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Friends honor Sharree Walls in Krewe of Red Beans parade after Esplanade accident

27-year-old Sharree Walls is remembered as someone who always lit up the room

NEW ORLEANS — As the parade marched through the Marigny on Lundi Gras, people remembered their friend and Krewe of Red Beans member Sharree Walls. 

She was one of the bicyclists killed in Saturday's deadly crash on Esplanade Avenue that left two people dead and seven others injured.

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Walls was engaged in more than just the krewe: She was involved in organizations like the YMCA of Greater New Orleans and EPNO (Emerging Philanthropists of New Orleans). 

"She was smart, a lovely person and it's going to take along time to get over it," said Devin deWulf.

Friends of Walls are shattered by the news of her death. DeWulf said he'll remember her as a compassionate woman. 

"As soon as we found out, it's a devastating thing, when you find out oh, it's actually my friend," he said.

Walls' life came to a tragic end on Esplanade Avenue around 8:00 p.m. Saturday night. She died along with 31-year-old David Hynes when a suspected drunk driver hit them.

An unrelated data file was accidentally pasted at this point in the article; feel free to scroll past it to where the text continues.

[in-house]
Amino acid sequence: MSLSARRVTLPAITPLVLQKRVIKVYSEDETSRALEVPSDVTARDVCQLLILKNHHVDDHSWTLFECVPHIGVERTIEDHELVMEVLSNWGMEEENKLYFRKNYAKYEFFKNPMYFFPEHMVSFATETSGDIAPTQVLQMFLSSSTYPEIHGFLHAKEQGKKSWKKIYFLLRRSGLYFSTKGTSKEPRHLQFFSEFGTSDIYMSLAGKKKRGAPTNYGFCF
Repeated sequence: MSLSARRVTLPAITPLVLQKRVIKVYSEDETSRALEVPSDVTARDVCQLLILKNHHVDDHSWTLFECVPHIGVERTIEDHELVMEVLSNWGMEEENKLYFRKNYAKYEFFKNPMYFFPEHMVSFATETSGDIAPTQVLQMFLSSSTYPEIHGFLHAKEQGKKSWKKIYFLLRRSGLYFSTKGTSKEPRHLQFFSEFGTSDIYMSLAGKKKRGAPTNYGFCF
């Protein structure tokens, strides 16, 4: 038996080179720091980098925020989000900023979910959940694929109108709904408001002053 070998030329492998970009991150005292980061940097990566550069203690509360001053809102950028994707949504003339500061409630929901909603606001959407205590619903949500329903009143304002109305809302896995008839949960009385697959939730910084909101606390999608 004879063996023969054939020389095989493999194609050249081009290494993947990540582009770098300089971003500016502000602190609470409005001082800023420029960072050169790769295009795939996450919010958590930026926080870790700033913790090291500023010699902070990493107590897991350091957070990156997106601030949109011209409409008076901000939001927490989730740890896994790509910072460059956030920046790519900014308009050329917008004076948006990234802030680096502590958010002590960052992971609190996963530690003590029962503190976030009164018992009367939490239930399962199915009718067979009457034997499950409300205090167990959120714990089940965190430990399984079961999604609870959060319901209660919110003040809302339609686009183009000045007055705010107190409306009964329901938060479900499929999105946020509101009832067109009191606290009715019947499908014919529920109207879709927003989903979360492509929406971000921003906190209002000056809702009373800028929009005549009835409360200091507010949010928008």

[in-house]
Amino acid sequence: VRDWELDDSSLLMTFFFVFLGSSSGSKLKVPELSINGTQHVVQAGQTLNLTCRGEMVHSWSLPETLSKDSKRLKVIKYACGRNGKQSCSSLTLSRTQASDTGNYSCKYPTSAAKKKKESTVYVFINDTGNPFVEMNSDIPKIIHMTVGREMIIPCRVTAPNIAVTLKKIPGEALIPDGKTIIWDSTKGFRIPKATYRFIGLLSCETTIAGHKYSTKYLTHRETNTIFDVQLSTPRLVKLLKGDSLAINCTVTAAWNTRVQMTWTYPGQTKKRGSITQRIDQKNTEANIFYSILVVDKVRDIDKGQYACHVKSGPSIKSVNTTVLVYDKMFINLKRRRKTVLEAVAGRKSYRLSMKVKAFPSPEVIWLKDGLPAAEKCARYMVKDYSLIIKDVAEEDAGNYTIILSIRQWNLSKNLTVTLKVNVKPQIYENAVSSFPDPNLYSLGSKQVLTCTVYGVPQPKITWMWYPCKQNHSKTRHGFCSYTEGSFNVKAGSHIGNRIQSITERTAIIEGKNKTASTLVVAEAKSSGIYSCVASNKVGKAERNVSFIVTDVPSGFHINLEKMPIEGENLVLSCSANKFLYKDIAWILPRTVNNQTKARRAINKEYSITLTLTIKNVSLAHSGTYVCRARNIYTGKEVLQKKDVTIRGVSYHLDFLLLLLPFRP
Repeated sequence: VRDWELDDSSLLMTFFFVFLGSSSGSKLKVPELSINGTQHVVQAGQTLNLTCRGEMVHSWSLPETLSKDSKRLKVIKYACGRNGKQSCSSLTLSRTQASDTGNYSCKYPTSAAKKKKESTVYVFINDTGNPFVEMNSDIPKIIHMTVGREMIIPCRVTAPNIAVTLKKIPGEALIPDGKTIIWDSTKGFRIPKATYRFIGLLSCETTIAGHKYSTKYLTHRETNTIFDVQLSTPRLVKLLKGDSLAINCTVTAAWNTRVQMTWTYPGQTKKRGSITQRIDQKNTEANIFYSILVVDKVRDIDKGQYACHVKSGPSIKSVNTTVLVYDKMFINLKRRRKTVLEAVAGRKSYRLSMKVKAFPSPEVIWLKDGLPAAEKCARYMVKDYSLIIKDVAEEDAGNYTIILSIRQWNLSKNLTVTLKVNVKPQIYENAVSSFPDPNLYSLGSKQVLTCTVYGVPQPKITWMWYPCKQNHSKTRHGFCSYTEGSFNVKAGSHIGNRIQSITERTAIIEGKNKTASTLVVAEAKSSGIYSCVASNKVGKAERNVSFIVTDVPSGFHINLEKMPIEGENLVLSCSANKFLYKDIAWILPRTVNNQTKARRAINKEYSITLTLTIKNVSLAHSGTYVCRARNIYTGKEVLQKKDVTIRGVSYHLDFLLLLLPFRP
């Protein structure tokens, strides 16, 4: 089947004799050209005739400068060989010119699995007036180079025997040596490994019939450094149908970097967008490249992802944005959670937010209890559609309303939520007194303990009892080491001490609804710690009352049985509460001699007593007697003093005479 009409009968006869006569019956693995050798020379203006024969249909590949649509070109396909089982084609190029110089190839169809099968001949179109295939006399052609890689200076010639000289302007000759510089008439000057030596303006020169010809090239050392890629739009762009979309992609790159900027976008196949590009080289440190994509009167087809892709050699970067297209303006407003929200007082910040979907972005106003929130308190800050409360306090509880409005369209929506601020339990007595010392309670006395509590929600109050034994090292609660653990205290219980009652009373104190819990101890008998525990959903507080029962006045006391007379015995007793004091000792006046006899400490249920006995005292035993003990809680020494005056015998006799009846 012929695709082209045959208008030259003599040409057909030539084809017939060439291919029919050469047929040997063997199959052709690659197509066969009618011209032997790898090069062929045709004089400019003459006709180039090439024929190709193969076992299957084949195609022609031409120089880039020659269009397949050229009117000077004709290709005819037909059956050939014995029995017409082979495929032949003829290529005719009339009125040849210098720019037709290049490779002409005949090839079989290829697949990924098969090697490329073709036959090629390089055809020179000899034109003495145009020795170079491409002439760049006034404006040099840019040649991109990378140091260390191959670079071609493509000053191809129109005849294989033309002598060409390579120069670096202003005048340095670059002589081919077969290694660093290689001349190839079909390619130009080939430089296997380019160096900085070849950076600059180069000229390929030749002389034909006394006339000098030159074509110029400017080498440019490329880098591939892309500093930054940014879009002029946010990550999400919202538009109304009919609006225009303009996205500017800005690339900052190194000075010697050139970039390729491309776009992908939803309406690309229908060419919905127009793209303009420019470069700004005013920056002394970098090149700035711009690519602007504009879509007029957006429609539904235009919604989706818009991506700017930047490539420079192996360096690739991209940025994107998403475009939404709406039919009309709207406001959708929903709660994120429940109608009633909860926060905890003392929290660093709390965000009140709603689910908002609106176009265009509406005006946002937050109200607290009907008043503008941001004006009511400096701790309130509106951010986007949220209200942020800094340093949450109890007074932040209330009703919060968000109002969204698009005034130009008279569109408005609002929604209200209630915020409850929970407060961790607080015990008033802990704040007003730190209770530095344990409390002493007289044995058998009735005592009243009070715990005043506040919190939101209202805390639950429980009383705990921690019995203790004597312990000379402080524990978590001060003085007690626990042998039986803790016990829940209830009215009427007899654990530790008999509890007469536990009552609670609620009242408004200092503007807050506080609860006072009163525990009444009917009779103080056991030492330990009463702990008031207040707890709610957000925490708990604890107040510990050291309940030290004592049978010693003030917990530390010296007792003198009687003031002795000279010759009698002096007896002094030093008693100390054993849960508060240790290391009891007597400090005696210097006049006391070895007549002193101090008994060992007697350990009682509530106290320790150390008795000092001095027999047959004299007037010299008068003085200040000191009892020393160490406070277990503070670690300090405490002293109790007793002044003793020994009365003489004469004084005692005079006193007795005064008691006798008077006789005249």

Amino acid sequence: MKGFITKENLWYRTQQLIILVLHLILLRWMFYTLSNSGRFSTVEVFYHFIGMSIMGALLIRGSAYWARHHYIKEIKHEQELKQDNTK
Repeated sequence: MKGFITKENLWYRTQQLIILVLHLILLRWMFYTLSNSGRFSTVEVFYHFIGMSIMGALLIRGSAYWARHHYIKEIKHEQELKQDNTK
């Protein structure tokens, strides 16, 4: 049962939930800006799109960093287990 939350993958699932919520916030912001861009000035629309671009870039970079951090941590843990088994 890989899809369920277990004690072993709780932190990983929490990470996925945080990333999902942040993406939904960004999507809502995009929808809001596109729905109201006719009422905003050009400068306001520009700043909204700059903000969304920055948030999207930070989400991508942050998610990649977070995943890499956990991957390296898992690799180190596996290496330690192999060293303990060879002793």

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"It all happened very fast but I heard a screeching noise, and then I heard someone scream," said Emma Flucke, a witness to the accident. "It sounded like a woman and I heard a loud crash."

Several women saw it happen with their parents and described the scene to Eyewitness News. They add they did what they could to help.

"People crying, screaming so I got up because I heard my mom running out and she said Emma, call 911!" described Emma Bonaldi.

"So I think I ran down there about to try I don't know what I was going to do but I was going to do something," said Emily Brocato.

"Then we walk out and we see all these people around him giving CPR, it's a crazy sight to see," said Bonaldi.

On Monday, two days later, Walls' senseless death still seems unreal to DeWulf. He adds it's all felt like a bad dream. 

"It's a shame that we can't see what happens with her life, that it has to end like this but I think everyday she was here I think she brought light to everything," he said. 

"We have to appreciate every moment and we love our city but there are things in this city that are not okay: the violence, and something like a drunk driving incident during Mardi Gras. I'd like to think we can do better as a city and as a community. After what happened two years ago during Endymion, to have this happen again is just in my opinion absurd, and I'm not happy about it."

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DeWulf said she brought light to every room she entered and every person she met. That includes to strangers, who were moved Monday to visit the site of the accident. Many left small tokens like flowers and candles in the her and the other victims' honor. 

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